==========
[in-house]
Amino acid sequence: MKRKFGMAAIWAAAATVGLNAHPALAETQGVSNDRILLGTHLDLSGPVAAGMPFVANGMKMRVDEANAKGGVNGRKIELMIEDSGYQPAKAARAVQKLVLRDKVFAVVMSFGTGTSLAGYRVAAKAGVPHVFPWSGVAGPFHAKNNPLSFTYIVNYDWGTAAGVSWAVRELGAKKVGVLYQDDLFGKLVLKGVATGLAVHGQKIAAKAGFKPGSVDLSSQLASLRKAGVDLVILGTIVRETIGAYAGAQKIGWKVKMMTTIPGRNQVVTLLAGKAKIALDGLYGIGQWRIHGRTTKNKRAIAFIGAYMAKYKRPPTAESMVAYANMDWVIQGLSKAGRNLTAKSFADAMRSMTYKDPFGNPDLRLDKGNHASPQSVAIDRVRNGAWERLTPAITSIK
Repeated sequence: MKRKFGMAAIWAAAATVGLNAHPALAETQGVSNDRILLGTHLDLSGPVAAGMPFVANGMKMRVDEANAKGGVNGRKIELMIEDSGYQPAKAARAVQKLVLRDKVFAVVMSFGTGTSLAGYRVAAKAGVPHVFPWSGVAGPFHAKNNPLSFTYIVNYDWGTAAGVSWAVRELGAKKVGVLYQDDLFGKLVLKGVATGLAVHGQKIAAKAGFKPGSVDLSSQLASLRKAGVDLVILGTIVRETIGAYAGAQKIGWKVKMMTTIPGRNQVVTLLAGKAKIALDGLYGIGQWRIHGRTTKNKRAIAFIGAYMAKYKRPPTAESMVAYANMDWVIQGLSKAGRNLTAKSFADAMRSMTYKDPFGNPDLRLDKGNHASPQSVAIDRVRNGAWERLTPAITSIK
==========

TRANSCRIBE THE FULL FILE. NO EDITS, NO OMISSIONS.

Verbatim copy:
[in-house]
Amino acid sequence: MKRKFGMAAIWAAAATVGLNAHPALAETQGVSNDRILLGTHLDLSGPVAAGMPFVANGMKMRVDEANAKGGVNGRKIELMIEDSGYQPAKAARAVQKLVLRDKVFAVVMSFGTGTSLAGYRVAAKAGVPHVFPWSGVAGPFHAKNNPLSFTYIVNYDWGTAAGVSWAVRELGAKKVGVLYQDDLFGKLVLKGVATGLAVHGQKIAAKAGFKPGSVDLSSQLASLRKAGVDLVILGTIVRETIGAYAGAQKIGWKVKMMTTIPGRNQVVTLLAGKAKIALDGLYGIGQWRIHGRTTKNKRAIAFIGAYMAKYKRPPTAESMVAYANMDWVIQGLSKAGRNLTAKSFADAMRSMTYKDPFGNPDLRLDKGNHASPQSVAIDRVRNGAWERLTPAITSIK
Repeated sequence: MKRKFGMAAIWAAAATVGLNAHPALAETQGVSNDRILLGTHLDLSGPVAAGMPFVANGMKMRVDEANAKGGVNGRKIELMIEDSGYQPAKAARAVQKLVLRDKVFAVVMSFGTGTSLAGYRVAAKAGVPHVFPWSGVAGPFHAKNNPLSFTYIVNYDWGTAAGVSWAVRELGAKKVGVLYQDDLFGKLVLKGVATGLAVHGQKIAAKAGFKPGSVDLSSQLASLRKAGVDLVILGTIVRETIGAYAGAQKIGWKVKMMTTIPGRNQVVTLLAGKAKIALDGLYGIGQWRIHGRTTKNKRAIAFIGAYMAKYKRPPTAESMVAYANMDWVIQGLSKAGRNLTAKSFADAMRSMTYKDPFGNPDLRLDKGNHASPQSVAIDRVRNGAWERLTPAITSIK